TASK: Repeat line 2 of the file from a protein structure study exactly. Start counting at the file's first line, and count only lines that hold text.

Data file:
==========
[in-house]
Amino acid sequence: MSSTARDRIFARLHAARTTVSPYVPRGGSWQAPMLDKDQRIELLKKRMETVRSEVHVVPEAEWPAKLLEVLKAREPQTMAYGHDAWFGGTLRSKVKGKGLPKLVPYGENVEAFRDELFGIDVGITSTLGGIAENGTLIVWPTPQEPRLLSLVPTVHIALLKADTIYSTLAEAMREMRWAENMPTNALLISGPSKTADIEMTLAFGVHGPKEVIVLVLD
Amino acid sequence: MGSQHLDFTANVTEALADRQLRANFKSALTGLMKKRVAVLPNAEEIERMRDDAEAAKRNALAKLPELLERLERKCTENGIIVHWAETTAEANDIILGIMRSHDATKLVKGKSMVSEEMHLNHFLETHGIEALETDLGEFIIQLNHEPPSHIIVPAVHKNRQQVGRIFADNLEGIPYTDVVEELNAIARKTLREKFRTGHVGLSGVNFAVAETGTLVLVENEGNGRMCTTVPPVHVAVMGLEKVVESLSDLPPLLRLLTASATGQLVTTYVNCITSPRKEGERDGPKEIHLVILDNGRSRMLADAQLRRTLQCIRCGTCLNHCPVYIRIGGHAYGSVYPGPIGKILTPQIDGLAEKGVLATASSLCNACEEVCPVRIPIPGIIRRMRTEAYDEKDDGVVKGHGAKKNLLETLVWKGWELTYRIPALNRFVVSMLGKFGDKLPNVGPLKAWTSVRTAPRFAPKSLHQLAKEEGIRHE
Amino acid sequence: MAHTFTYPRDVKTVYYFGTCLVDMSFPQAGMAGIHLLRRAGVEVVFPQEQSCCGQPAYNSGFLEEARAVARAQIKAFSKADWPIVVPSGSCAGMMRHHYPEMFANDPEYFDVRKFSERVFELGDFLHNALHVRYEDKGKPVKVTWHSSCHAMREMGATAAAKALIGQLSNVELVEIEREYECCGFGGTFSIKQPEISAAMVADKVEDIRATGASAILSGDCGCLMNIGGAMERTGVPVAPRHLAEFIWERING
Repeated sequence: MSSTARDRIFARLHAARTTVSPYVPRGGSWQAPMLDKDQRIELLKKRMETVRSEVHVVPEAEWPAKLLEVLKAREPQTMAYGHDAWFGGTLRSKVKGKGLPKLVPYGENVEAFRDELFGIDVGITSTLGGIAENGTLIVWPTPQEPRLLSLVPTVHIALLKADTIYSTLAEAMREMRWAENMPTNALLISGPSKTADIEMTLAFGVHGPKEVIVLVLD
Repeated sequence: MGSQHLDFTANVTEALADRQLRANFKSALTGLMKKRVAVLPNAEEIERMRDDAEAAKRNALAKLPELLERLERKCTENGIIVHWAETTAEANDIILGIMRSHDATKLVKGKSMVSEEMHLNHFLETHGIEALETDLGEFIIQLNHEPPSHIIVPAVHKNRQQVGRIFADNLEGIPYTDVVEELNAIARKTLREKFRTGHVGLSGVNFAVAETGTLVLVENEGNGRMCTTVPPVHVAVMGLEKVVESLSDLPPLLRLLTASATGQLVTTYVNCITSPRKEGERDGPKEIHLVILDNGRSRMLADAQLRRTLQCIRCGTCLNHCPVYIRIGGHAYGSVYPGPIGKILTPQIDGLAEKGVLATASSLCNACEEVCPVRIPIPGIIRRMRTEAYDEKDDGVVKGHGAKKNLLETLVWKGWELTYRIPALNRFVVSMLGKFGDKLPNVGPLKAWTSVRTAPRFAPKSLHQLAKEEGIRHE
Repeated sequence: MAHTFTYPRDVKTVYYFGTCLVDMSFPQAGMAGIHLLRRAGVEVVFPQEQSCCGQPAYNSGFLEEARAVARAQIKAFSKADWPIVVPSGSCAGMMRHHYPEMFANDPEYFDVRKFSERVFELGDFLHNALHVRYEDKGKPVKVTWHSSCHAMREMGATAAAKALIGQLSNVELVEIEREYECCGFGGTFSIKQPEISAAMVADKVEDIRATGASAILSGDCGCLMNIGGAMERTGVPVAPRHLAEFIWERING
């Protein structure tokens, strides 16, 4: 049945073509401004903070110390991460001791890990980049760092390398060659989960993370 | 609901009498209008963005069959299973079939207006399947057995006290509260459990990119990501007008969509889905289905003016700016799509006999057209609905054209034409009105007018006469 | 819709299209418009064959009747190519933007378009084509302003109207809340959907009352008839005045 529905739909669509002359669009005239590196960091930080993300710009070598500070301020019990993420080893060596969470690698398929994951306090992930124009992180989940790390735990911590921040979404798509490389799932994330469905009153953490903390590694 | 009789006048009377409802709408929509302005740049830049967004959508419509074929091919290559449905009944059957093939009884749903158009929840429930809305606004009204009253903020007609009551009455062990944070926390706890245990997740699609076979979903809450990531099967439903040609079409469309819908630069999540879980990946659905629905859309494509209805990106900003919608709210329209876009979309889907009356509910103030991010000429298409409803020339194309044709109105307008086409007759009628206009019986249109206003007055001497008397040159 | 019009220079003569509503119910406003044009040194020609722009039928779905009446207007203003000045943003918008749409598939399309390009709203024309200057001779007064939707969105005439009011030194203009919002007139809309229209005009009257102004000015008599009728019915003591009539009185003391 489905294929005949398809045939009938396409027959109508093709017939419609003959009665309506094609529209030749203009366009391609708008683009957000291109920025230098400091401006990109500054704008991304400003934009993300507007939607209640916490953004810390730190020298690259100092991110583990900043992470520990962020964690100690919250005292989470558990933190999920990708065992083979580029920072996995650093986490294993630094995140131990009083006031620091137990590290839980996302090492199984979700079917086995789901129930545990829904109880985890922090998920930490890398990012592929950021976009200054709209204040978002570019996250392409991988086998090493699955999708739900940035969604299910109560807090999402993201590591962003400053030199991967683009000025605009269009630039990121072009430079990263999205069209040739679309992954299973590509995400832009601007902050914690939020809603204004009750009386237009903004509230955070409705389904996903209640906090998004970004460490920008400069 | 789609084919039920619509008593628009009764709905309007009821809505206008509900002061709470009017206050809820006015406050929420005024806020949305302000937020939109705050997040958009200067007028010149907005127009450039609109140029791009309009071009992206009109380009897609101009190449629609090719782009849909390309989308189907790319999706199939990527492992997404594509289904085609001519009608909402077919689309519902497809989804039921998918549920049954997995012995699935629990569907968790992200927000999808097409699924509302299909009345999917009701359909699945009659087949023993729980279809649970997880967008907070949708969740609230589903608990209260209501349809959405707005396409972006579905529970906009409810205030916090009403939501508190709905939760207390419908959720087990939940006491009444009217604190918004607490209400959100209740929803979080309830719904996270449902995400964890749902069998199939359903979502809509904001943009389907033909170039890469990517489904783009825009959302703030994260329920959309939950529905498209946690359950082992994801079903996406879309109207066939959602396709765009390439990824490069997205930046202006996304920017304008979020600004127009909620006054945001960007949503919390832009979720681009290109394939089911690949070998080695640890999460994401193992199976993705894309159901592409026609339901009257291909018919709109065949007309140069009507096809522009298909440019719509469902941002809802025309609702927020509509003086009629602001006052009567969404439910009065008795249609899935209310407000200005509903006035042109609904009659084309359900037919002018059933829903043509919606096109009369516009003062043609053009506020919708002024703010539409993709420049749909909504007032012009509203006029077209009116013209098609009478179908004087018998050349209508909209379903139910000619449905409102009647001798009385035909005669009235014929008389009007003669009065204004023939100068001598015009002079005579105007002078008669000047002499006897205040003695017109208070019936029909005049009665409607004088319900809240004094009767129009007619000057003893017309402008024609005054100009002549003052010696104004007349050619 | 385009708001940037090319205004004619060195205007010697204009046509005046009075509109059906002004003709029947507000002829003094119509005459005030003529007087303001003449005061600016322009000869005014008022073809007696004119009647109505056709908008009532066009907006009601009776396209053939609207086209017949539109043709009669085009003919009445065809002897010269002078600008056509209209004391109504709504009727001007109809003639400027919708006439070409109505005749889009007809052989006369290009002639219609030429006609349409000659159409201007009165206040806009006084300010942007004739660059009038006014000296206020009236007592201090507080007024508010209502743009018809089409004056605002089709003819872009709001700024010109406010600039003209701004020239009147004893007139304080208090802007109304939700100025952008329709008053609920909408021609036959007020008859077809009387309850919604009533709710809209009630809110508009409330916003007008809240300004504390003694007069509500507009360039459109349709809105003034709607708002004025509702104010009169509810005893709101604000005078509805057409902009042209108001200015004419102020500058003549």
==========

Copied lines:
Amino acid sequence: MSSTARDRIFARLHAARTTVSPYVPRGGSWQAPMLDKDQRIELLKKRMETVRSEVHVVPEAEWPAKLLEVLKAREPQTMAYGHDAWFGGTLRSKVKGKGLPKLVPYGENVEAFRDELFGIDVGITSTLGGIAENGTLIVWPTPQEPRLLSLVPTVHIALLKADTIYSTLAEAMREMRWAENMPTNALLISGPSKTADIEMTLAFGVHGPKEVIVLVLD